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Thailand’s new Prime Minister-elect Yingluck Shinawatra is being urged to review the country’s energy policies.
Thailand’s current energy sources are a mixture of everything from hydroelectric facilities to coal-fired thermal stations. It has now emerged that outgoing Prime Minister Abhisit Vejjajiva was secretly opposed to nuclear energy, but only felt secure enough politically to oppose it publicly after the 11 March Fukushima nuclear crisis in Japan, the Bangkok Post reported.
A significant percentage of Thailand’s electricity is provided by state-run firms like the Electricity Generating Authority of Thailand (Egat), and the firm has developed a number of big power hydroelectric projects and are other initiatives that are outside of Thai territory to include Laos and Burma in the near future.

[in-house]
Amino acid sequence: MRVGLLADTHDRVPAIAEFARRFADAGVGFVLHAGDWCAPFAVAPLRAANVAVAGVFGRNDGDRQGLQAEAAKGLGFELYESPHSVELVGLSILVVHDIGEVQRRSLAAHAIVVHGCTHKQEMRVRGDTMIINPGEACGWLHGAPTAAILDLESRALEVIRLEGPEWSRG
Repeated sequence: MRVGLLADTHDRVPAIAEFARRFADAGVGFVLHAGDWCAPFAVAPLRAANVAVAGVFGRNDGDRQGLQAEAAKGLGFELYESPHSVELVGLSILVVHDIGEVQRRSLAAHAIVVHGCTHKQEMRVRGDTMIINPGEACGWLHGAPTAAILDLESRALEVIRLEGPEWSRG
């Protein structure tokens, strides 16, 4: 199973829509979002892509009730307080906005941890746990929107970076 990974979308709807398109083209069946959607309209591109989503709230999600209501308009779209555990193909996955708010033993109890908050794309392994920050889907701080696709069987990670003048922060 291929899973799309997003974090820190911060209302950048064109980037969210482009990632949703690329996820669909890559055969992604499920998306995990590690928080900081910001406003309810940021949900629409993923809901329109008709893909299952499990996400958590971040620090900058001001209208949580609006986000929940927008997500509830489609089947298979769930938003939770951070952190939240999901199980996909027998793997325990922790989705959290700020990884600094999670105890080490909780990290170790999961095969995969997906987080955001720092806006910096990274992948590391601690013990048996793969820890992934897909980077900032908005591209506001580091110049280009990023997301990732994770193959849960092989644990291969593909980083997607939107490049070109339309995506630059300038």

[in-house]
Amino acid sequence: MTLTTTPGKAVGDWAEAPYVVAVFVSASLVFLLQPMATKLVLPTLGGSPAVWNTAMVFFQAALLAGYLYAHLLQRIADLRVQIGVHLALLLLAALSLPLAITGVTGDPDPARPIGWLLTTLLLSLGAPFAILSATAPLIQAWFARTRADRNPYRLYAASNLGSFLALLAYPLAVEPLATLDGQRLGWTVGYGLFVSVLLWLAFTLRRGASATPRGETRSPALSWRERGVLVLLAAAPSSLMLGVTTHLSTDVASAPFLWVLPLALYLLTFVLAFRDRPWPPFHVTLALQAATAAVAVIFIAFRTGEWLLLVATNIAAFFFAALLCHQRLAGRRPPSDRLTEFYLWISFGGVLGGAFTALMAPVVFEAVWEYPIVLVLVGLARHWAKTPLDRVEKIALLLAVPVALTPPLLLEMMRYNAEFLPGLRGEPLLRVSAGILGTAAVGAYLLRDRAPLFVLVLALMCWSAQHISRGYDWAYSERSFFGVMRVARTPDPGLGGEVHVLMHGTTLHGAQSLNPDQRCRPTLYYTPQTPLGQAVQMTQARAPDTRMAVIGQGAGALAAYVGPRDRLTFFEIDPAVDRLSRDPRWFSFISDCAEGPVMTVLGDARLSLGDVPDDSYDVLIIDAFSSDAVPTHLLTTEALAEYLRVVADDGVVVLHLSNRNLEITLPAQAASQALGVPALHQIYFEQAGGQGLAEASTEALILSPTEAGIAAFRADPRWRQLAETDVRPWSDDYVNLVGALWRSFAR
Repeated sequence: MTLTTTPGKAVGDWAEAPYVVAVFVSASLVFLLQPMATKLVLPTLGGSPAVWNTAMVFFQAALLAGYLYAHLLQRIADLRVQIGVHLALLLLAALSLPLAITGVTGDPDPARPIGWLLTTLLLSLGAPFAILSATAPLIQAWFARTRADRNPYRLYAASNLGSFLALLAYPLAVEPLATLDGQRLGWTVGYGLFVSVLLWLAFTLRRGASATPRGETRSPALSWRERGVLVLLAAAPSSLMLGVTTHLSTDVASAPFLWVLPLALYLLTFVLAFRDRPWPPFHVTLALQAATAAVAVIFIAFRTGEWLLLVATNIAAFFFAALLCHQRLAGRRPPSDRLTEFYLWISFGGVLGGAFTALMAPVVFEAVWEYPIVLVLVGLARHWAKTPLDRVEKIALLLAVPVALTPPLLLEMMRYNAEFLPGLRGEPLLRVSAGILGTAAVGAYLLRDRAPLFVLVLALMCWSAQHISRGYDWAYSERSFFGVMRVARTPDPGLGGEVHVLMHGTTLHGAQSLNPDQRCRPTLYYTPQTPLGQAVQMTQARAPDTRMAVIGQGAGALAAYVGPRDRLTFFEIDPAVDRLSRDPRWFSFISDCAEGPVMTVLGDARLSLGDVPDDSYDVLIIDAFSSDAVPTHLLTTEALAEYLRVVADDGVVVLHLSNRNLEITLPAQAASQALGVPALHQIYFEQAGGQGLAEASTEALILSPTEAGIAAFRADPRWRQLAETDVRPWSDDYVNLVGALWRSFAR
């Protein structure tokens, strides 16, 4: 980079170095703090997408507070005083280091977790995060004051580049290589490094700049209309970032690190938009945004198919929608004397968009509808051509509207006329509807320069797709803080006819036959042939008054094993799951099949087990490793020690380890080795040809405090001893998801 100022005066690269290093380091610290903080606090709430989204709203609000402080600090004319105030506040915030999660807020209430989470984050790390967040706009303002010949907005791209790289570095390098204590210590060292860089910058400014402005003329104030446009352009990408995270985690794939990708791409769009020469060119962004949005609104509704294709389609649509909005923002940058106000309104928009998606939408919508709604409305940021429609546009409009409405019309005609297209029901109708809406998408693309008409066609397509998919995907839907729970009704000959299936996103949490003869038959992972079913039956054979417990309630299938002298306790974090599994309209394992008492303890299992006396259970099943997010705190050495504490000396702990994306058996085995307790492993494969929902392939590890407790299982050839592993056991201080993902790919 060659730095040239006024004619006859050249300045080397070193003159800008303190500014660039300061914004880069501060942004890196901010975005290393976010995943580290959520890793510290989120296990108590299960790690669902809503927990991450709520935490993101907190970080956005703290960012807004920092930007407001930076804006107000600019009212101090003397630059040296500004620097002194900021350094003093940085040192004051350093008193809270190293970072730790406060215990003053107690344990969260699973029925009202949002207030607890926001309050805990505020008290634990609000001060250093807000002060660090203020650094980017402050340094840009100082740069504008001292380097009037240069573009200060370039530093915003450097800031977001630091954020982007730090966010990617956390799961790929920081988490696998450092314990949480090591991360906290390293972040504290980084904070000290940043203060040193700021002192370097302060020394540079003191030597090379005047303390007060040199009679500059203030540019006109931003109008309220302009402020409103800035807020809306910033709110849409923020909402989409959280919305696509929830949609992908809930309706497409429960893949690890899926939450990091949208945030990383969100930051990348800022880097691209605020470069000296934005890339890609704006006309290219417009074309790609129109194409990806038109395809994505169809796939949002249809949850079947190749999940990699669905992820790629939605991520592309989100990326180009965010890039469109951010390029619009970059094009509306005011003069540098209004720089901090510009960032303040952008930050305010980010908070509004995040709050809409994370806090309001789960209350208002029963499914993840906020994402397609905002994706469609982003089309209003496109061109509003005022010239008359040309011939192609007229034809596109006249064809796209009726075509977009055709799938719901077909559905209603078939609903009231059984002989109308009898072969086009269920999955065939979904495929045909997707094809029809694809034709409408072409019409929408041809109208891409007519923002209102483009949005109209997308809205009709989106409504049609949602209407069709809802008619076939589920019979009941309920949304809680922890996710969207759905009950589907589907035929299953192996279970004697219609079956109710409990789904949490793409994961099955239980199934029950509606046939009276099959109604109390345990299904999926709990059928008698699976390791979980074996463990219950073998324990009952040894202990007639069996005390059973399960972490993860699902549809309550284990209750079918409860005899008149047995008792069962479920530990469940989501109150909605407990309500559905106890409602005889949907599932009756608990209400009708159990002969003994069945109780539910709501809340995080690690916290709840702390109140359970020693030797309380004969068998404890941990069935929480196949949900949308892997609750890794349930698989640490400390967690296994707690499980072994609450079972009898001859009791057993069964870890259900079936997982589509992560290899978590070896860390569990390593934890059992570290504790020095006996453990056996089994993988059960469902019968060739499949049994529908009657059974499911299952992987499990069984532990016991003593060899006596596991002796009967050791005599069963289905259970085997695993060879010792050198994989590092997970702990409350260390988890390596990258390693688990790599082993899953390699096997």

Despite these accomplishments, critics concur that the country clearly has no real energy policy, except expedience, and that the new administration should develop a comprehensive energy policy to replace the ad hoc measures adopted up to now. Among the elements advocated to broaden the country’s energy generating options are the use of indigenous natural gas and coal resources to fuel electricity generators for the foreseeable future, but a shortcoming to the use of natural gas is that domestic production has turned out to be erratic.
Coal faces significant grassroots opposition, with violence erupting in the south of the country simply over plans to install generators powered by coal.
By. Charles Kennedy, Deputy Editor OilPrice.com
Charles is a writer for Oilprice.com